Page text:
So I'm listening to this bunch of 90's covers by The Hunt For Yoshi (appropriately titled Nintendo Goes 90's), and they're really quite faithful to the original material, except they sound like they're being played through a Nintendo Entertainment System (yes, the 1985 one) sound processor. It's fun, but you really have to be into that sort of thing. The cover of Depeche Mode's "Somebody" is actually better than the original, I think, but equally depressing for the die-hard emo Depeche Mode fan.
I'm in a financial/business news kind of mood today:
Gerber is recalling half a million packs of organic rice and organic oatmeal cereal that may pose a choking hazard to infants. The non-organic stuff apparently doesn't have this issue. So take that, you damn hippies. You're just going to have to feed your kids the same genetically engineered stuff that your parents gave you when you were a baby.
If you're in college right now, I'm sorry, but your books are probably going to cost even more, since Houghton-Mifflin is buying the Harcourt divisions of Reed Elsevier, which, if I look over my old college textbooks, basically breaks down to ... over seventy-five percent of what I've got. Not only that, but consider the implications for potential abuse, such as if the head honchos at Houghton-Mifflin were to one day go, "You know what? The Holocaust was bullshit. We're not putting that in the history books anymore." I'm pretty sure that just about all of my high school textbooks (outside the Norton literature anthologies) were from either Houghton-Mifflin or Harcourt-Brace, so it doesn't bode well for anyone in the future.
The International House of Pancakes is buying Applebee's. I can't understand why anyone would buy Applebee's, because that's where you take your wife for dinner when you've been married for thirty years and neither of you gives a shit anymore; it's just too much work to go through the divorce, so you just stick it out until the other one dies. I'm pretty sure that's the point my parents are at. They go to Applebee's once every couple of months.
I also read that McDonald's is pushing breakfast and coffee more, which is driving up their sales, apparently at the expense of Starbucks. I'm not too sure that it's necessarily that McDonald's is taking away from Starbucks customers, as much as I think it's the fact that you can feed breakfast to a family of eight at McDonald's for the price of a venti latte and a scone.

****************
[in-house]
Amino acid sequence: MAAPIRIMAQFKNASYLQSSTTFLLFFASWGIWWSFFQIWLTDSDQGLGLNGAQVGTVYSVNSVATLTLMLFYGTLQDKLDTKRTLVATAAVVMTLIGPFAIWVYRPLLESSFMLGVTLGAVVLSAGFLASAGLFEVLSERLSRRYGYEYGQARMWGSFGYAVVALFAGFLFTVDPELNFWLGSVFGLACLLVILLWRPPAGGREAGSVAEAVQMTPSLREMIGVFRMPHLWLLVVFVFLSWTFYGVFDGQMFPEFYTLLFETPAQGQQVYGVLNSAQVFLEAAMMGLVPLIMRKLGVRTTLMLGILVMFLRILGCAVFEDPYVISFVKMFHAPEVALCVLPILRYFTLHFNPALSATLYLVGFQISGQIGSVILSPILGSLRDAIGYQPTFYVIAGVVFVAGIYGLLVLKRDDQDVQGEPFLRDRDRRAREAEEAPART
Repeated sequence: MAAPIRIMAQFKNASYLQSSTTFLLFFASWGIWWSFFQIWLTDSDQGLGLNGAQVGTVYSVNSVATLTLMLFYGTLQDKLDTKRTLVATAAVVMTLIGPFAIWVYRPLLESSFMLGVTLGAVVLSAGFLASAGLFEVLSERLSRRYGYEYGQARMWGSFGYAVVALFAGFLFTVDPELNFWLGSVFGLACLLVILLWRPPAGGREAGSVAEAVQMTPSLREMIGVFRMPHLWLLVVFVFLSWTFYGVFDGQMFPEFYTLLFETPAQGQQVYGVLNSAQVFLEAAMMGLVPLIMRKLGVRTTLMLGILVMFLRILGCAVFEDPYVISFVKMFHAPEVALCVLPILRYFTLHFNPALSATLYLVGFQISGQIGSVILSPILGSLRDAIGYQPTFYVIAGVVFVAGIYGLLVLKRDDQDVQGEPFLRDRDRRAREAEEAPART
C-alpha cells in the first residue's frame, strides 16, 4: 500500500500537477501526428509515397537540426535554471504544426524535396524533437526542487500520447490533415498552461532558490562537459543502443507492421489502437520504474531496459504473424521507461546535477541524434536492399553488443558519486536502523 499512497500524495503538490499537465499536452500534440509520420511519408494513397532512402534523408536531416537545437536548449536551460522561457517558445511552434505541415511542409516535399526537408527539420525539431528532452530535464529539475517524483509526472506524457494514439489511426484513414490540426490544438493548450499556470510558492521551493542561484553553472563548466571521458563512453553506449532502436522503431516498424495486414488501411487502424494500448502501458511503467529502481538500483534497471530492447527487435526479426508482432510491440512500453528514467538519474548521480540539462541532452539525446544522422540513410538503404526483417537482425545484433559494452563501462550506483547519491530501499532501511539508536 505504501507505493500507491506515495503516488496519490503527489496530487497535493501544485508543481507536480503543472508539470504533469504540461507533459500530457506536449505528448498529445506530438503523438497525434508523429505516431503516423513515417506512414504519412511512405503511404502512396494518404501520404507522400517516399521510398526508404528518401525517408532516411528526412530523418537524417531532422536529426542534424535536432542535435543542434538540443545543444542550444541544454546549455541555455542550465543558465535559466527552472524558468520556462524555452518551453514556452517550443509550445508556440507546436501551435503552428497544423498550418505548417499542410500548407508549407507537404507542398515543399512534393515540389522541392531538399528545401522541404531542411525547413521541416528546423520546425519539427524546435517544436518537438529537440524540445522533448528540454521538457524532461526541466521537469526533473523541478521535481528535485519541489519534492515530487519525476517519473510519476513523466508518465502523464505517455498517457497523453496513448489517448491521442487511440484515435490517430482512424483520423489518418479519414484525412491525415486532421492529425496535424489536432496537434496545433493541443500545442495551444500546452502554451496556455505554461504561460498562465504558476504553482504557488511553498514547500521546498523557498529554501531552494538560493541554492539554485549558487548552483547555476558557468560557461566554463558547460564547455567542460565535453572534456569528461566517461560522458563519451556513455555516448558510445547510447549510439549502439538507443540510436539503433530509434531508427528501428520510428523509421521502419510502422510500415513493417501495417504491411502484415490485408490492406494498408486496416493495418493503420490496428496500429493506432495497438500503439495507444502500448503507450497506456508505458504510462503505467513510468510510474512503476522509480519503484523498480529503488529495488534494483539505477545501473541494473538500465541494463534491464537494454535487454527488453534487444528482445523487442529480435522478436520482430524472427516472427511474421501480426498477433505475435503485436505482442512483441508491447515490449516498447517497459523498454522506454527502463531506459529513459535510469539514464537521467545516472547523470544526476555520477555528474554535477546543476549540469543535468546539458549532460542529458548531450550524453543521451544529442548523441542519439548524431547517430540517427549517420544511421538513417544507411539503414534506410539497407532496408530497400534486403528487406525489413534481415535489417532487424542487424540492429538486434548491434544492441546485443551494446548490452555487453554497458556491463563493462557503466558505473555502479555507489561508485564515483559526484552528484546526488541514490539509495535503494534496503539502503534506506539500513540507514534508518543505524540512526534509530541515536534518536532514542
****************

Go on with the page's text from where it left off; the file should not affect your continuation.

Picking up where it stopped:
Okay, it's not quite that dramatic, but, having worked at Starbucks, I know how the two companies differ with regard to their systems, and McDonald's, over the past few years, has turned into this amazing logistical spectacle. If there's five cars in front of you at McDonald's, you're still going to get your food in probably five or six minutes and be on your way. Starbucks? Fuck that, you're in for the long haul, especially when it gets hot and people start ordering three different kinds of Frappuccinos per car, because those things don't come out of a soft-serve machine; they have to get mixed and blended individually.
If you really want to see the Starbucks logistical nightmare in a level of chaos that could only be equaled by the release of a biological agent into a heavily populated area, watch what happens to a Starbucks drive-thru when it rains. The cars will wrap themselves around the building, and people will wait for twenty minutes for a cup of coffee they could have gotten in two, if they'd just gotten out of their cars and walked in the front door. And then they complain about how long they've been waiting, which was always my favorite part. It's like, you see how long the line is, you see that it's not moving, but you get in it, and you stay in it, even after the ten minutes before you reach the point of no return, where you're now stuck in the drive-thru line. Rain or shine, though, that McDonald's drive-thru gets the cars in and gets them the fuck out.
I suppose it all comes down to a mission-statement sort of thing, where McDonald's figures what's good for everybody is essentially good for the individual, whereas Starbucks takes the tack that every individual is different. Personally, I think it's just a matter of too many fucking options over at Starbucks and not enough automation. It's just coffee, people.